[BATTLEPLAN] Marketing to Generation @Me

As a marketer, I consider most people aged 13 to 30 years to be a part of Generation @Me where likes, comments and follows serve as social currency.

If you want to design a program that appeals to Generation @Me, you need to first design a program with social currency flow baked-in.

I say baked-in because social currency flow can’t be something you layer in or place on top of a program. It has to be the program.

Here’s the “How do I market a brand or IP to Gen@Me” formula

  1. Be a thought leader, influencer and taste maker which means being EXTRAORDINARY at something
    1. If you are not already all of the above, you’re pretty much dunzo because there’s someone out there that is.
    2. You can rent a thought leader but at the end of the day, the majority of the equity stays with the thought leader.
  2. Bring your personal audience to the public brand
    1. You need a small but committed group to spread your message. These are people that can vet you personally.
  3. Show and share the love
    1. As a thought leader, you have pockets full of social currency to pay out. As you like, comment, follow or otherwise pay out social currency, you’re rewarded with social currency in return. This is social currency flow.
  4. Become a bank
    1. Be mindful and selective of how and who you lend social currency to. More often than not, you can lend it to yourself to launch additional brands.
  5. Sell shit
    1. Here’s where people start – they want to sell things so they use social as a layer instead of the program. They’re thinking backwards.

In conclusion, I’d just like to acknowledge that anyone could disprove the above with a case study of someone that did something great who wasn’t an influencer or didn’t have any knowledge of what they were doing, The above is (somewhat) agnostic of being lucky, having influential parents, friends, loved ones or being in the right place at the right time – all of which can elevate your success levels no matter how much you suck :)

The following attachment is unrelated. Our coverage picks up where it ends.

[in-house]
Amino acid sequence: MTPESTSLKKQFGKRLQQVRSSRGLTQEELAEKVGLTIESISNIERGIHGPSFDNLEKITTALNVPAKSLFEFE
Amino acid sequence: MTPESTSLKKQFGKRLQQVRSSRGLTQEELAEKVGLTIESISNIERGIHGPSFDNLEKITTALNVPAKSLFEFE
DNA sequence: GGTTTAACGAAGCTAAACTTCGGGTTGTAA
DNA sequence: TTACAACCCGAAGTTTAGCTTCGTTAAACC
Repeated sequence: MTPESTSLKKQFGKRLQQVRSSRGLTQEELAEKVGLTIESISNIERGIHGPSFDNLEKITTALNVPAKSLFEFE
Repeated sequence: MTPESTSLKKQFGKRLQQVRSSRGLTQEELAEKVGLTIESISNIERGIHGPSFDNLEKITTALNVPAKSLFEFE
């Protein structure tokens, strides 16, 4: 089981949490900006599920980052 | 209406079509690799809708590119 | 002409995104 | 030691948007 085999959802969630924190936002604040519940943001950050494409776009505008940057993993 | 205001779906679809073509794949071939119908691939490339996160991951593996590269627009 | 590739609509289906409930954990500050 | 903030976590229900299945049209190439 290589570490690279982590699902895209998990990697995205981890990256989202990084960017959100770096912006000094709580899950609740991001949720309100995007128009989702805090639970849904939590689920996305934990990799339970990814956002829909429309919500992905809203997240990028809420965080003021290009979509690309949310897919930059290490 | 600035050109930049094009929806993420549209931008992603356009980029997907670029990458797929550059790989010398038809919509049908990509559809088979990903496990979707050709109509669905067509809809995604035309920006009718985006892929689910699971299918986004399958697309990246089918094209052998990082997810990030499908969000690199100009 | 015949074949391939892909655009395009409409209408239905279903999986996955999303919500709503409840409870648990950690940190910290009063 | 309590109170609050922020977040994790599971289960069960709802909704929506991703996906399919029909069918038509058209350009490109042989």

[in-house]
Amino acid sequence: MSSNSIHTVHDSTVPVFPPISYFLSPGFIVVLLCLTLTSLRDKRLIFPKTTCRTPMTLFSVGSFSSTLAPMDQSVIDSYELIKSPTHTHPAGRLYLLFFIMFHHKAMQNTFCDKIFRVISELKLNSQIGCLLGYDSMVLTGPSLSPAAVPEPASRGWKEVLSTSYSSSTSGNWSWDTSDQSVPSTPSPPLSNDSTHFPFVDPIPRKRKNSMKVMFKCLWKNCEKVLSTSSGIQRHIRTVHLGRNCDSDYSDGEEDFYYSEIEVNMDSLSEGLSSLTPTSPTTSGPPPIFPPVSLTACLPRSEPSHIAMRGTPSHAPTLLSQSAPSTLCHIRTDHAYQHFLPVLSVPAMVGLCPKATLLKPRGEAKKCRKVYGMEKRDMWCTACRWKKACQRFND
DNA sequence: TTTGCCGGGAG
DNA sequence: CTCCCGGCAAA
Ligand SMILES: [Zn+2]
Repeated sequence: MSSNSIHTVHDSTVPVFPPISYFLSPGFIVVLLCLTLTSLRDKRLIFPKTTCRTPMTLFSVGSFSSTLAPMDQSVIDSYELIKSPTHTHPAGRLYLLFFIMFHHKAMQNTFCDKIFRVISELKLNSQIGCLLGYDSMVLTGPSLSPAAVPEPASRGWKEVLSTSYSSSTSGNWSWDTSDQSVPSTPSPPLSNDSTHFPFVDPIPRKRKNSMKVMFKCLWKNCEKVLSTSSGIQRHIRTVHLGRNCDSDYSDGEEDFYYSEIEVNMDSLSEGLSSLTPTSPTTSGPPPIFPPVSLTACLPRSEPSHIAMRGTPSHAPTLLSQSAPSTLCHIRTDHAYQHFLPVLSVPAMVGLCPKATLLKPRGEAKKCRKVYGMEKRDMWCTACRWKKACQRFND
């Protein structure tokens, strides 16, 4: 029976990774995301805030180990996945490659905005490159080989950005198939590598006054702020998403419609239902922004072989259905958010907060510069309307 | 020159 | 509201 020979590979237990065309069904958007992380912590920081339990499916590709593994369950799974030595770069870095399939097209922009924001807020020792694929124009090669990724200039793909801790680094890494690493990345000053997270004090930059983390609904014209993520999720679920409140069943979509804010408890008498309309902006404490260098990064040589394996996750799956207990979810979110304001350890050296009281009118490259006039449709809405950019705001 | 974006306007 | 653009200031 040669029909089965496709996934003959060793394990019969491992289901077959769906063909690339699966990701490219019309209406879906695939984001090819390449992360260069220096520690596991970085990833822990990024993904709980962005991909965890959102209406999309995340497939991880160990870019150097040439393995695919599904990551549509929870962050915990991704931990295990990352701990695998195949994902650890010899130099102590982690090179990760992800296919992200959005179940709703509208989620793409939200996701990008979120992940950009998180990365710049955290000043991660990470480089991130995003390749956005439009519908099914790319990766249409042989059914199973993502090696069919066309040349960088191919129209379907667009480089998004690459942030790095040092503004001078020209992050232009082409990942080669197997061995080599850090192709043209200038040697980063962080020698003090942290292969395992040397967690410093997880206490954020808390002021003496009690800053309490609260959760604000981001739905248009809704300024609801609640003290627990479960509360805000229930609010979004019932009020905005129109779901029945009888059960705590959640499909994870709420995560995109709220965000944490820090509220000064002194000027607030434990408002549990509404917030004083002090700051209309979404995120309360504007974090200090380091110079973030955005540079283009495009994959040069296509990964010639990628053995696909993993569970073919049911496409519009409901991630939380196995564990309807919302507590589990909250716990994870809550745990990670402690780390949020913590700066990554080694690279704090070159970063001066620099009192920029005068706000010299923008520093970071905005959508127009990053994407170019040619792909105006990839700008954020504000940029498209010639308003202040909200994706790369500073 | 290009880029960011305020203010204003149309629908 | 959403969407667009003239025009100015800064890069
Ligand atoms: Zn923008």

Windows 10 phones are full-size PCs

This is a very good idea and could potentially be an Apple killer.

Windows 10 phones can function as full-size PCs when connected to a monitor, keyboard and mouse.

Apple still has the “cool” factor but seriously, Apple wants you to buy an iPhone, an Apple Watch, an iPad, a MacBook, an iMac and an Apple TV. That’s 6 devices with so much redundancy between them. There’s nothing sexy or cool about redundancy – two of Apple’s core appeals.

Here’s why I love the idea of your phone doubling as your PC:

  • Less is more. Uncluttering your life is always better than complicating it.
  • One device to upgrade vs. six
  • One device for your life – work, home, play.
  • Store everything in the cloud, including backups. Lose your phone? Buy a new one, restore from the cloud.
  • Charging docks that double as USB, HDMI and Ethernet connection stations.
  • Your job pays for your phone.

Horsepower and heat are the only remaining issues. Battery life? Maybe. But if your phone is docked all day at work, maybe not.

Planned Failure

Perhaps the most overlooked success tactic is planned failure.

We seem to proceed with themes and projects as if they’ve already been embraced by our audience before our audience has ever seen the theme or project. Then, when our themes and projects underperform, we walk away because failure was not part of the plan.

When failure is part of the plan, you get this wonderful thing called iterative learning where audience feedback is applied to a theme or project and successful improvements are made.

It’s a wonderful thing and makes everyone feel talented and smart . And if there’s one thing talented and smart people need it’s constant reassurance. Without it, their skills atrophy, they leave for other opportunities or otherwise begin to suck. Then you have sucky people working on ill-planned projects and, well, you don’t have to plan to fail in that case because it’s almost a certainty.

Facebook Marketing 2014 Wrap Up

Here’s a wrap-up of what Facebook has said to marketers over the last year. I’ve paraphrased below.

FB only tells you about big updates. There are many smaller ones you don’t know about.

Each of your posts competes with, on average, 1,500 other posts. FB will prioritize 300 of those.

FB has a “high quality” algo. This is used to push stories up in your news feed and is based on over 1,000 factors.

Media sites such as Buzzfeed are rewarded by FB with greater reach, due in large part to their abilities to publish large amounts of content that generate large amounts of engagement daily.

Clicks on links matter. FB monitors them closely in hopes to understand what quality content is.

FB expects organic reach for your posts to decline (unless you get a heck of a lot better).

Get to a certain level and reach isn’t solely dependant on engagement. FB white lists sources (sites) as being high quality.

If you are a Page, don’t post a text-only status update.

For more engagement, use a link-share instead of sharing a link.

For more engagement, Pages should tag other Pages.

Stop like-baiting. Asking for a share or a like is a FB no-no.


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